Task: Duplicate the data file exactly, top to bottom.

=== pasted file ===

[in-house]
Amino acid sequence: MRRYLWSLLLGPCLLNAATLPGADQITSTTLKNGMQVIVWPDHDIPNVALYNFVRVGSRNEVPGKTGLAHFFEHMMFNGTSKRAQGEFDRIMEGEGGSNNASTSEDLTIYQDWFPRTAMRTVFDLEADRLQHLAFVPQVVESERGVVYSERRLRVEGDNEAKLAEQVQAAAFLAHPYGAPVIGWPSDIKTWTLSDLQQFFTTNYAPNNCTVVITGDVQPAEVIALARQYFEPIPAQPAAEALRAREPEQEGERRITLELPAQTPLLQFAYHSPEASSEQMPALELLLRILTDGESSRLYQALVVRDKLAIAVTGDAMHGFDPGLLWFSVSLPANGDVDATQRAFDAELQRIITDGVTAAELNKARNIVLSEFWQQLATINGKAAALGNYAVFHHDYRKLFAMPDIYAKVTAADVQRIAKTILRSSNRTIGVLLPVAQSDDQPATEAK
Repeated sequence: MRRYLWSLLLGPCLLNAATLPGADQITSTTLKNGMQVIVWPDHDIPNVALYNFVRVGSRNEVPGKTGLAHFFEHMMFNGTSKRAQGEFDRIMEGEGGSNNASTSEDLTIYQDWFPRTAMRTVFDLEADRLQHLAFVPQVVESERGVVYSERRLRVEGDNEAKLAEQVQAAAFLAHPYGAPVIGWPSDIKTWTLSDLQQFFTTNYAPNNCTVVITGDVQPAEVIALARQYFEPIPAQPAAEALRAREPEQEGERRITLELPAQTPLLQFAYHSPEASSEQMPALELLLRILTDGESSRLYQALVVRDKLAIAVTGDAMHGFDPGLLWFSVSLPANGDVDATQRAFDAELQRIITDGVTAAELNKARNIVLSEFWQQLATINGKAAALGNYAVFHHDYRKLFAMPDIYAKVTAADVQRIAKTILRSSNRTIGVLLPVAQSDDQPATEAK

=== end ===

[in-house]
Amino acid sequence: MRRYLWSLLLGPCLLNAATLPGADQITSTTLKNGMQVIVWPDHDIPNVALYNFVRVGSRNEVPGKTGLAHFFEHMMFNGTSKRAQGEFDRIMEGEGGSNNASTSEDLTIYQDWFPRTAMRTVFDLEADRLQHLAFVPQVVESERGVVYSERRLRVEGDNEAKLAEQVQAAAFLAHPYGAPVIGWPSDIKTWTLSDLQQFFTTNYAPNNCTVVITGDVQPAEVIALARQYFEPIPAQPAAEALRAREPEQEGERRITLELPAQTPLLQFAYHSPEASSEQMPALELLLRILTDGESSRLYQALVVRDKLAIAVTGDAMHGFDPGLLWFSVSLPANGDVDATQRAFDAELQRIITDGVTAAELNKARNIVLSEFWQQLATINGKAAALGNYAVFHHDYRKLFAMPDIYAKVTAADVQRIAKTILRSSNRTIGVLLPVAQSDDQPATEAK
Repeated sequence: MRRYLWSLLLGPCLLNAATLPGADQITSTTLKNGMQVIVWPDHDIPNVALYNFVRVGSRNEVPGKTGLAHFFEHMMFNGTSKRAQGEFDRIMEGEGGSNNASTSEDLTIYQDWFPRTAMRTVFDLEADRLQHLAFVPQVVESERGVVYSERRLRVEGDNEAKLAEQVQAAAFLAHPYGAPVIGWPSDIKTWTLSDLQQFFTTNYAPNNCTVVITGDVQPAEVIALARQYFEPIPAQPAAEALRAREPEQEGERRITLELPAQTPLLQFAYHSPEASSEQMPALELLLRILTDGESSRLYQALVVRDKLAIAVTGDAMHGFDPGLLWFSVSLPANGDVDATQRAFDAELQRIITDGVTAAELNKARNIVLSEFWQQLATINGKAAALGNYAVFHHDYRKLFAMPDIYAKVTAADVQRIAKTILRSSNRTIGVLLPVAQSDDQPATEAK